Saturday, April 05, 2008

On a 'ighway to 'ell

Like that Green Day song, I'm a "Walking Contradiction."

Just after expounding on what I hate about expat bars, I went to one Thursday night and had a pretty good time.

The Rue de Montmartre is chock full of these monstrosities, ranging from the very Australian Cafe Oz to the Irish mainstay Corcoran's Pub. I made my way to another one of these palaces of anglophone ivresse to meet up with Laura, a San Francisco friend who'd moved to Paris last September. It didn't hurt that she works at said watering hole, meaning discount drinks for yours truly.

Of course, a discount on beer in Paris means still ponying up around $8 a pint, so don't get too excited.

Still, it was excellent to spend some time with yet another familiar face; and despite several cringes and rolled eyes, check out a French bar band work its way through a plethora of classic covers, all delivered in a mostly phonetically accurate fashion. Except when words began with H. The best (or maybe worst) was hearing the singer adopt Sting's faux-Caribbean accent for a cover of the Police's "I Can't Stand Losing." The worst (or maybe the best) was hearing the guy attempt to do Guns N' Roses "Welcome to the Jungle." Overall they were pretty good, and as much as I was hating myself, I couldn't help but have a good time.

Tip for future cover bands playing free gigs in the bars of Paris: Ad-libbing the f-word in between verses is only cool if your name is Axl Rose or Trent Reznor or Angus Young.

I realized as I raised my glass to some surprisingly enjoyable renditions of Lenny Kravitz and Red Hot Chili Peppers tunes (all thanks to the kick-ass bassist who should really consider moving into an original band) that in just over a month here, I haven't been partaking much of actual French culture. That I've had more Guinness stout than Kronenbourg 1664. That I've been no better than the expat dorks who seek out English-speaking businesses.

It's not for lack of trying, though. Paris is notoriously tough for foreigners to crack. I've spent plenty of time at actual French joints in my neighborhood and done little more than exchange pleasantries with the barman. Otherwise, if you raise your glass or smile at a local you don't know, they'll most likely think you're hopped up on something - or just a schmuck. And schmuckiness be damned, I've tried my best - largely to little avail - to make good with the locals.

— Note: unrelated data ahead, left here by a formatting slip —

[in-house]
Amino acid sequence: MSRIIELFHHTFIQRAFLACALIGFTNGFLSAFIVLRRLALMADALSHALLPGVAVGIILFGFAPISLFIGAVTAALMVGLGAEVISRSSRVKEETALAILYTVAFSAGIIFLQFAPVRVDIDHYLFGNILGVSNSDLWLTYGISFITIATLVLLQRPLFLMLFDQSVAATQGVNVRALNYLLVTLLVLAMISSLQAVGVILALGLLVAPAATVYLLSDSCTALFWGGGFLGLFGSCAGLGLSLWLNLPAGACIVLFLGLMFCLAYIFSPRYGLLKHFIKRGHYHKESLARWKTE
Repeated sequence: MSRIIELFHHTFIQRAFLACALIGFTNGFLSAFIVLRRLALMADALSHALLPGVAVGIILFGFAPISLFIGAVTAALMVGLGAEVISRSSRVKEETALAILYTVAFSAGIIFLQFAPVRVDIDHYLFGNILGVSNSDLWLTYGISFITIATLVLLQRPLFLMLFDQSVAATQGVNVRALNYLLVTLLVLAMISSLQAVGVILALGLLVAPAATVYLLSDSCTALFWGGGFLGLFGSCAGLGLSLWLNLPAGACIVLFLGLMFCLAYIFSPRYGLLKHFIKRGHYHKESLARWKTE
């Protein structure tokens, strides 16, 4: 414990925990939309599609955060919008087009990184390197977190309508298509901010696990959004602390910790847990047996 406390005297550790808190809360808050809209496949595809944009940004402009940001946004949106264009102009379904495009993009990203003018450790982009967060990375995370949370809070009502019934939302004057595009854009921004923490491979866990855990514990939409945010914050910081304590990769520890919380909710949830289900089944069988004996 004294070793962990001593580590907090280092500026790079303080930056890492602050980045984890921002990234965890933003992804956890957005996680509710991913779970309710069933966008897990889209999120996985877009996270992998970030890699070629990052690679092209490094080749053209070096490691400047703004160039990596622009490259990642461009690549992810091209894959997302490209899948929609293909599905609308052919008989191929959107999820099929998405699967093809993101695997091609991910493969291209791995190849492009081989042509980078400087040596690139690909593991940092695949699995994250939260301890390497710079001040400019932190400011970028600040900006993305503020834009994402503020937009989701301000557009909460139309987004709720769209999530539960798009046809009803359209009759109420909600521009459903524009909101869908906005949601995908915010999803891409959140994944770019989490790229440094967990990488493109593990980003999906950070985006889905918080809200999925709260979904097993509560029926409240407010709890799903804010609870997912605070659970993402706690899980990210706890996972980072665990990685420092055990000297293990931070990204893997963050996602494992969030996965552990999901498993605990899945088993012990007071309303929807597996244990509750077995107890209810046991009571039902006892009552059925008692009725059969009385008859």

This will all change next week, I think. First of all, NCAA basketball will be over as of Monday night and I won't be madly seeking expat bars with NASN. (Tonight I'll take a stab at the Great Canadian Pub, who promise to show both Final Four games on the big screen.) Secondly, Alannah is arriving on Thursday, and I'll have to show her how I've become a fabulous Paris insider in the painful month or so that we've been apart.

Most likely, I'll be doing that in the kitchen. I've always thought of myself as a pretty great cook, and I think that working with a relatively minimal kitchen and pantry - plus some of the best raw ingredients I've had access to without going broke - I've become even better. In a matter of minutes I can whip-up a three course meal. Four courses if I include a pre-made dessert from the p√Ętisserie. My bavette aux echalotes is now as good as any reputable bistro's, I've been brave enough to mess with a little offal here and there, and tonight I'm going traditional with a bit of poulet aux pruneaux et raisins. Then off to the Great Canadian, where hopefully there will be no live music before the games.

Now if only French bands could adapt to English singing as I can to their cooking...

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